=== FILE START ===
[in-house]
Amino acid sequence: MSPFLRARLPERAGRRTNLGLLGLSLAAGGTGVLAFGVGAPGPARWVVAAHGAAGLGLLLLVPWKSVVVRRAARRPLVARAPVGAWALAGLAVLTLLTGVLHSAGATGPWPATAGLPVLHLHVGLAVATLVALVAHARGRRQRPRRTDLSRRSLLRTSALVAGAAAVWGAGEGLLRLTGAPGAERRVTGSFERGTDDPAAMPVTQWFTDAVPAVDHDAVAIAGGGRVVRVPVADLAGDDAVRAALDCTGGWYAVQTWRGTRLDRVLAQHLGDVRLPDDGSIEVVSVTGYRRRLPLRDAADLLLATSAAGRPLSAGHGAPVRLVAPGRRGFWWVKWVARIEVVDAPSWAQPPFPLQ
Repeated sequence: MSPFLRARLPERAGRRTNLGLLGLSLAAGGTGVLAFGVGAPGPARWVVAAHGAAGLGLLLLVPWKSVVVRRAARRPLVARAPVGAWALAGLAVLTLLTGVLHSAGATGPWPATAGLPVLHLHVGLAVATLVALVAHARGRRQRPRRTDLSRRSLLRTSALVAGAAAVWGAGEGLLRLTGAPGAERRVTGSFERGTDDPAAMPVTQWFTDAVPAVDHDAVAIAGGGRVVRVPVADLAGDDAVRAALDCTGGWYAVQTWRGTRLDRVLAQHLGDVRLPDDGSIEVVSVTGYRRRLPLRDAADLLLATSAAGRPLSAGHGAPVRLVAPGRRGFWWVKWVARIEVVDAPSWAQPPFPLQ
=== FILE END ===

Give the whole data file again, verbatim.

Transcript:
[in-house]
Amino acid sequence: MSPFLRARLPERAGRRTNLGLLGLSLAAGGTGVLAFGVGAPGPARWVVAAHGAAGLGLLLLVPWKSVVVRRAARRPLVARAPVGAWALAGLAVLTLLTGVLHSAGATGPWPATAGLPVLHLHVGLAVATLVALVAHARGRRQRPRRTDLSRRSLLRTSALVAGAAAVWGAGEGLLRLTGAPGAERRVTGSFERGTDDPAAMPVTQWFTDAVPAVDHDAVAIAGGGRVVRVPVADLAGDDAVRAALDCTGGWYAVQTWRGTRLDRVLAQHLGDVRLPDDGSIEVVSVTGYRRRLPLRDAADLLLATSAAGRPLSAGHGAPVRLVAPGRRGFWWVKWVARIEVVDAPSWAQPPFPLQ
Repeated sequence: MSPFLRARLPERAGRRTNLGLLGLSLAAGGTGVLAFGVGAPGPARWVVAAHGAAGLGLLLLVPWKSVVVRRAARRPLVARAPVGAWALAGLAVLTLLTGVLHSAGATGPWPATAGLPVLHLHVGLAVATLVALVAHARGRRQRPRRTDLSRRSLLRTSALVAGAAAVWGAGEGLLRLTGAPGAERRVTGSFERGTDDPAAMPVTQWFTDAVPAVDHDAVAIAGGGRVVRVPVADLAGDDAVRAALDCTGGWYAVQTWRGTRLDRVLAQHLGDVRLPDDGSIEVVSVTGYRRRLPLRDAADLLLATSAAGRPLSAGHGAPVRLVAPGRRGFWWVKWVARIEVVDAPSWAQPPFPLQ